In addition to pure tone audiometry, speech audiometry is usually conducted as part of a comprehensive audiological evaluation. Two types of speech audiometry are usually performed: speech awareness or detection threshold (SAT or SDT) testing and speech reception threshold (SRT) testing. They provide different information, and therefore are both employed in most cases. The SAT is very similar to pure tone testing, except that the tones are replaced by words and the patient merely has to indicate when a word is heard. SRT involves the presentation of two-syllable words with equal emphasis on both syllables, and the patient is required to repeat the word correctly. This type of word is known as a "spondee," and examples include "racecar," "baseball," and "toothbrush." The SAT is usually within 10-15 dB of the SRT, and if it is not, a cause for the discrepancy should be sought. Likewise, the PTA and SRT should fall within 6-12 dB of each other. Beyond SAT and SRT, additional word recognition or speech discrimination testing may be performed, in which monosyllabic words are presented at 25-40 dB above the SRT, and the patient is asked to repeat the words. A normal score is 80% or greater; if the score decreases as the loudness of the words increases, the phenomenon is known as "rollover," which is indicative of retrocochlear pathology, such as a vestibular schwannoma.
Audiologic evaluation may be indicated when a patient perceives any degree of hearing loss. It may also be indicated when other otologic symptoms or history are noted, including tinnitus, dizziness, noise exposure, blast injury, or concern for ototoxic exposure. School-aged children and individuals working in loud occupational environments, such as soldiers and pilots, may routinely undergo hearing screenings. If the screening results reveal hearing loss or a significant threshold shift (change in hearing level), they may be referred for a comprehensive evaluation by an audiologist to evaluate their hearing status further. Lastly, audiometry may be used to establish candidacy for hearing aids or even surgical intervention, such as the placement of cochlear implants.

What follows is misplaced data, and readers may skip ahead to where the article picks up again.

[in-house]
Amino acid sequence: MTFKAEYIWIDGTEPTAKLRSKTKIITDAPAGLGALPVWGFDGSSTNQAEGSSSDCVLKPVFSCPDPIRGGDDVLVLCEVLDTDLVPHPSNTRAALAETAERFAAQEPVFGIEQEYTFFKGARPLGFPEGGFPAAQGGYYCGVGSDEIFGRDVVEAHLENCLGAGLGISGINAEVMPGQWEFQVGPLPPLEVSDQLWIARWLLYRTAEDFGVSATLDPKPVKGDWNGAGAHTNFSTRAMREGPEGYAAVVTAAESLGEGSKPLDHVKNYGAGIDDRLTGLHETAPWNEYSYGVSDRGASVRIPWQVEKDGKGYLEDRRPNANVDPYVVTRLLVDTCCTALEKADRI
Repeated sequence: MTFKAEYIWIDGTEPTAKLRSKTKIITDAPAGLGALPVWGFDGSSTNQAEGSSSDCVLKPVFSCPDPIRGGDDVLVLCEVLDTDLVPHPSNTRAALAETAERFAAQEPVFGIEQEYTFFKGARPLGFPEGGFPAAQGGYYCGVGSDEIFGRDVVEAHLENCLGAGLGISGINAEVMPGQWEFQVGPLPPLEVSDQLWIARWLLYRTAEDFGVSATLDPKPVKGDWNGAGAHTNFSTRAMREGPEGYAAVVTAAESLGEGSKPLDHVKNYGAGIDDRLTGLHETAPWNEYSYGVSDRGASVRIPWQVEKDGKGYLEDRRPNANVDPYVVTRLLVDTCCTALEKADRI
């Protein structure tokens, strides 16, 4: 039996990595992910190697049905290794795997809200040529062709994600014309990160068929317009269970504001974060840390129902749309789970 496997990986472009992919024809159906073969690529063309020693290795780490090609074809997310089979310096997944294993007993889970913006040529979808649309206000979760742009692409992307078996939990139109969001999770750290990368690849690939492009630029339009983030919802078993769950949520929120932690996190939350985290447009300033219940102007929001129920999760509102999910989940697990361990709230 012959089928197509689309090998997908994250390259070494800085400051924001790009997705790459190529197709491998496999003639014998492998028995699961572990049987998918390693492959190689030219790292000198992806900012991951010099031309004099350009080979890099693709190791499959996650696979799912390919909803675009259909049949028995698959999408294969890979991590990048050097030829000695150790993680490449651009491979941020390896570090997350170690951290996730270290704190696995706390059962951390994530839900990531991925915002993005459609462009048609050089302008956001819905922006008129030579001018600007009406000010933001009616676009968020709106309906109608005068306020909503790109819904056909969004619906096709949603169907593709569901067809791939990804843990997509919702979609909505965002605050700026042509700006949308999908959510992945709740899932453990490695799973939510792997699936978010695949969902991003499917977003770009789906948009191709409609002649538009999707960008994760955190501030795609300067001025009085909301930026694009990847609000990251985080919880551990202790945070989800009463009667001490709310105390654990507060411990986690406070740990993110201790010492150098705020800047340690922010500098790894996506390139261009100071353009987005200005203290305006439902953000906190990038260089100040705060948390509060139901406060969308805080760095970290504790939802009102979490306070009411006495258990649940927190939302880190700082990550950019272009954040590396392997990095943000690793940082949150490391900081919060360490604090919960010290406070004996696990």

The goal of audiogram interpretation is to determine the type and degree of a patient’s hearing loss. The table below defines the categories of hearing loss based on severity:
-10 to 25
Summary of Hearing Loss Categories
The three types of hearing loss are sensorineural (SNHL), conductive (CHL), and mixed (MHL) hearing loss.
In sensorineural hearing loss, the hearing loss occurs due to damage to the inner ear and CNS higher auditory pathways and tends to be permanent but may be reversible in some situations. On an audiogram, pure SNHL is indicated by overlapping of the lines representing air conduction and bone conduction without the presence of any air-bone gaps >10 dB HL. SNHL may occur with processes such as inner ear (sensory) or vestibulocochlear nerve (neural) pathology, which is seen with presbycusis, noise exposure, infection, Ménière’s disease, aminoglycoside toxicity, and vestibular schwannoma, among many others.
Conductive hearing loss occurs due to abnormal transmission of sound through the outer or middle ear without damage to the inner ear. An air-bone gap is noted on the audiogram, which is present when the difference between air conduction and bone conduction thresholds at a specific frequency is greater than 15 dB HL. With a pure CHL, the bone conduction thresholds should be normal, but the air conduction thresholds indicate hearing loss. CHL may occur due to cerumen impaction, otitis media, tympanic membrane perforation, ossicular disruption, and a foreign body in the ear, among other causes.